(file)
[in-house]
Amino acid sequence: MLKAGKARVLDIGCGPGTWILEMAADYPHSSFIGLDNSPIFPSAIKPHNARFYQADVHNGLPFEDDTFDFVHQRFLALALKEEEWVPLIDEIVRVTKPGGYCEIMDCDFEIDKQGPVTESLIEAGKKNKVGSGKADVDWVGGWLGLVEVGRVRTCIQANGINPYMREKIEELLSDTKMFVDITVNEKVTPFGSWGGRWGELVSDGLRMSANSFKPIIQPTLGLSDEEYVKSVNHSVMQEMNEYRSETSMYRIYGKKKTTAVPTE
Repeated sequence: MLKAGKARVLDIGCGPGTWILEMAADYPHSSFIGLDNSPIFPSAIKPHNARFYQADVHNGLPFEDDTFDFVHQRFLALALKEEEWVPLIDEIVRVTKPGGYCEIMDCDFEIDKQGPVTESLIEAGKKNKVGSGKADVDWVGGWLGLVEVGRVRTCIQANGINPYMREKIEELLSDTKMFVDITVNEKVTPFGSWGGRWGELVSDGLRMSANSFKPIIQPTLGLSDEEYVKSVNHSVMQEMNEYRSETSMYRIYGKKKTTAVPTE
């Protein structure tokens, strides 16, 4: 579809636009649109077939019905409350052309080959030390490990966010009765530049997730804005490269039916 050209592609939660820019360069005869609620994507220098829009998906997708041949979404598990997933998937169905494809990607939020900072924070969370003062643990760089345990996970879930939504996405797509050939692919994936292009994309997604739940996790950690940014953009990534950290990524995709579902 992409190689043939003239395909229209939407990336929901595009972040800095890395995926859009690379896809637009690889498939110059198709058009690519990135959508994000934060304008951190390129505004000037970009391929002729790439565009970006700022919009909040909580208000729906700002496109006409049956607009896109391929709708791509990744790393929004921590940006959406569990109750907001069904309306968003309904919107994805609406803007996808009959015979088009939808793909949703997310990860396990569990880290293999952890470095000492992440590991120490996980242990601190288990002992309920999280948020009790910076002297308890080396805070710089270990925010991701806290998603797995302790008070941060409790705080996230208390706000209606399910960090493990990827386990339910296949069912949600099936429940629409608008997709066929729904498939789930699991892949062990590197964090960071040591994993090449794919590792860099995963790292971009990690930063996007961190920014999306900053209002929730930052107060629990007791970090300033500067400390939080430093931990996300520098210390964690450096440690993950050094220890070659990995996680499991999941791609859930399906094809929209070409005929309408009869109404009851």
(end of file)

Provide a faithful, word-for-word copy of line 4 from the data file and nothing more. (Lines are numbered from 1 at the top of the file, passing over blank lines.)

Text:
């Protein structure tokens, strides 16, 4: 579809636009649109077939019905409350052309080959030390490990966010009765530049997730804005490269039916 050209592609939660820019360069005869609620994507220098829009998906997708041949979404598990997933998937169905494809990607939020900072924070969370003062643990760089345990996970879930939504996405797509050939692919994936292009994309997604739940996790950690940014953009990534950290990524995709579902 992409190689043939003239395909229209939407990336929901595009972040800095890395995926859009690379896809637009690889498939110059198709058009690519990135959508994000934060304008951190390129505004000037970009391929002729790439565009970006700022919009909040909580208000729906700002496109006409049956607009896109391929709708791509990744790393929004921590940006959406569990109750907001069904309306968003309904919107994805609406803007996808009959015979088009939808793909949703997310990860396990569990880290293999952890470095000492992440590991120490996980242990601190288990002992309920999280948020009790910076002297308890080396805070710089270990925010991701806290998603797995302790008070941060409790705080996230208390706000209606399910960090493990990827386990339910296949069912949600099936429940629409608008997709066929729904498939789930699991892949062990590197964090960071040591994993090449794919590792860099995963790292971009990690930063996007961190920014999306900053209002929730930052107060629990007791970090300033500067400390939080430093931990996300520098210390964690450096440690993950050094220890070659990995996680499991999941791609859930399906094809929209070409005929309408009869109404009851």